We may have missed some of you during our Thursday grab-and-go sessions, so we’ll come back tomorrow:
Friday, July 17th, from 11:00-Noon at Bonneville Elementary (490 Gramercy Ave)
with extra science kits to hand out.
And, remember that we’ll do launch demonstrations with Ott Planetarium on Saturday (July 18th). Live, virtually viewable rocket launch demonstrations will be on the Ott Planetarium Facebook Page so be sure to check throughout the day for different launches!
It’s a bird…..it’s a plane…..it’s a….rocket?!?!?!?! Science in the Parks is gearing up for a rocket themed Science Saturday with Ott Planetrium! A rocket is a cylindrical device that harnesses a controlled explosion to propel itself into the atmosphere (and even past Earth’s atmosphere and in to space!). To help you experience the awesomeness of a rocket launch, Science in the Parks and Ott Planetarium have put together another FREE grab-and-go science kit! The kits will be handed out at all of the Ogden School District Summer Food Service Program this Thursday, July 16th from 11-1 pm.
Each kit will include three rocket designs (bubble rocket, rubber band rocket, balloon rocket) and two other experiments related to air and space (levitating ball and meteorite hunt). A printed booklet will be provided with pictures and instructions. Demonstration and instruction videos will also be posted on the Science in the Parks and Ott Planetarium websites. On July 18th, the Ott Planetarium will be hosting a virtual Science Saturday centered around rockets! There will be live rocket launch demonstrations on the Ott Planetarium Facebook Page so be sure to check throughout the day for different launches!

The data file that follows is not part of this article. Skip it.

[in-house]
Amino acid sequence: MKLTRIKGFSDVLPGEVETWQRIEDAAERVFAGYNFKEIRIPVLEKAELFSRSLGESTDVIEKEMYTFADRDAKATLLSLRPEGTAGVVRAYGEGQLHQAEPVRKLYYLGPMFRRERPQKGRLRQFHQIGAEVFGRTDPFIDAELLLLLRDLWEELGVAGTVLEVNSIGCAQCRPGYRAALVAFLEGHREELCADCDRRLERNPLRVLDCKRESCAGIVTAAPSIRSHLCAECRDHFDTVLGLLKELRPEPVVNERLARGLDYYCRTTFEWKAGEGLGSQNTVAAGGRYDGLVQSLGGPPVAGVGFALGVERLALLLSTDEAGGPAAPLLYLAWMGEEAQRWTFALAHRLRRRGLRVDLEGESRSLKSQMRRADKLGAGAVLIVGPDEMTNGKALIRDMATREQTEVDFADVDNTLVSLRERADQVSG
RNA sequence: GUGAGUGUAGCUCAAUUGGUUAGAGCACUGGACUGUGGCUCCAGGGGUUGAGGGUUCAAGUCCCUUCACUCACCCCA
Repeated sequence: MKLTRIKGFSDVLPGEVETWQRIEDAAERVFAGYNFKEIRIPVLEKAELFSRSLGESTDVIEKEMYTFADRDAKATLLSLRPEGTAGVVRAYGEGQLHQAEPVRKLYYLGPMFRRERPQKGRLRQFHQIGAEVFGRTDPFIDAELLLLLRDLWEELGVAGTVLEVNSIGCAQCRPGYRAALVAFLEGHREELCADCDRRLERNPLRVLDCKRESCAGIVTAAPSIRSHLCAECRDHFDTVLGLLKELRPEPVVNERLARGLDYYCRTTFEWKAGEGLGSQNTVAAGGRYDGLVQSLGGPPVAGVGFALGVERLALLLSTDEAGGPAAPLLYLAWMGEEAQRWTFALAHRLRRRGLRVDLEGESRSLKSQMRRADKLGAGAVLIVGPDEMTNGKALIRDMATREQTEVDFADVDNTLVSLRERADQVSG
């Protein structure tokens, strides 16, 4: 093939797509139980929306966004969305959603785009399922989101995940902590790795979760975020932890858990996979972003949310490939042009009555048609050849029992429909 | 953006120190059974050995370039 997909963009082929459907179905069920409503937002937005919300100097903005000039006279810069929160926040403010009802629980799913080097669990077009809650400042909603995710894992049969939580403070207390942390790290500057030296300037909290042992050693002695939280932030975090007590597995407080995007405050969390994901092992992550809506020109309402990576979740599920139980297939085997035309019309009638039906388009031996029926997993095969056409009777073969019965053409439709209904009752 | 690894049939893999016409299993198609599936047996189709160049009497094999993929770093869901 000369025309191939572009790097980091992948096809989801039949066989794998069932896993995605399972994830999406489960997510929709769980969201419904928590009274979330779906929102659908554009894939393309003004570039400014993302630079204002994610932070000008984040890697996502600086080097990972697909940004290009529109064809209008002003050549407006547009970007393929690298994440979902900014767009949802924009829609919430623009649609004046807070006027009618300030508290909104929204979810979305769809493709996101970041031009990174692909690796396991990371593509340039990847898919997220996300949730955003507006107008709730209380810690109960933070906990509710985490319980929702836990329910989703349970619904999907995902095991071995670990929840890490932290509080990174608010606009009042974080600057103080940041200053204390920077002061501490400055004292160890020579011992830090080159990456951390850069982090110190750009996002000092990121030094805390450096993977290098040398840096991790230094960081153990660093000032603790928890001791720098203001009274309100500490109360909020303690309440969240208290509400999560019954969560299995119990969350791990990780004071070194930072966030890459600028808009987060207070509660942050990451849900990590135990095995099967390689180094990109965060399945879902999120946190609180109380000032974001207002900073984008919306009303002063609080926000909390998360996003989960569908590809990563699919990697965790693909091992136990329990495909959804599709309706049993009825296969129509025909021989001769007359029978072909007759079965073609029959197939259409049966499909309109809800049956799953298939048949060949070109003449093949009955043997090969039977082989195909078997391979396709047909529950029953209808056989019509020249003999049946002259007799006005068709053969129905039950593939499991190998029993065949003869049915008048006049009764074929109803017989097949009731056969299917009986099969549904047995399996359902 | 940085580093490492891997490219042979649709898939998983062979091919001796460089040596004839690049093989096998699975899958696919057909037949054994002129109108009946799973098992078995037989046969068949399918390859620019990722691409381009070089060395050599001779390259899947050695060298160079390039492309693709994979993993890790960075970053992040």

Here is the list of Summer Lunch Service locations:
Ben Lomond High 1080 9th Street
Bonneville Elementary 490 Gramercy Ave.
Heritage Elementary 373 S 150 W
James Madison Elementary 2563 Monroe Blvd.
Lincoln Elementary 550 E. Canfield Drive
New Bridge Elementary 2150 Jefferson Ave.
Odyssey Elementary 375 Goddard Street
Ogden High 2828 Harrison Blvd.
West Ogden Park 24th Street & E Ave.
All children under the age of 18 are eligible for the free lunch program with Ogden School District. The grab-and-go science kits are free to everyone, and will be handed out on a first come, first serve basis.
For some people in my family, there’s no good use for a raisin. I happen to disagree. I love them mixed in with nuts and candies, and I also discovered that they make for a great science investigation. When someone set aside all of their raisins, I decided to take video of what happens when I put them in soda water:
When you watch this, you probably have some observations, ideas, and questions. What makes the raisins go up and down? Why are some stuck on the bottom? Why doesn’t my family like raisins? For me, the more closely I look, the more questions I have and the more different things I’d like to try out.
While you’re thinking about this, here’s another video of the same raisins. This one is up close, and most of this video is shown in slow motion so that you can look really closely at some things going on.
You might want to look at this a few times closely, but maybe this is just the first step. If someone in your family doesn’t like raisins and shares them with you, maybe you’ll put them in a favorite drink and see what happens. Maybe there are other liquids and other objects that could do similar things. Let us know what you find out!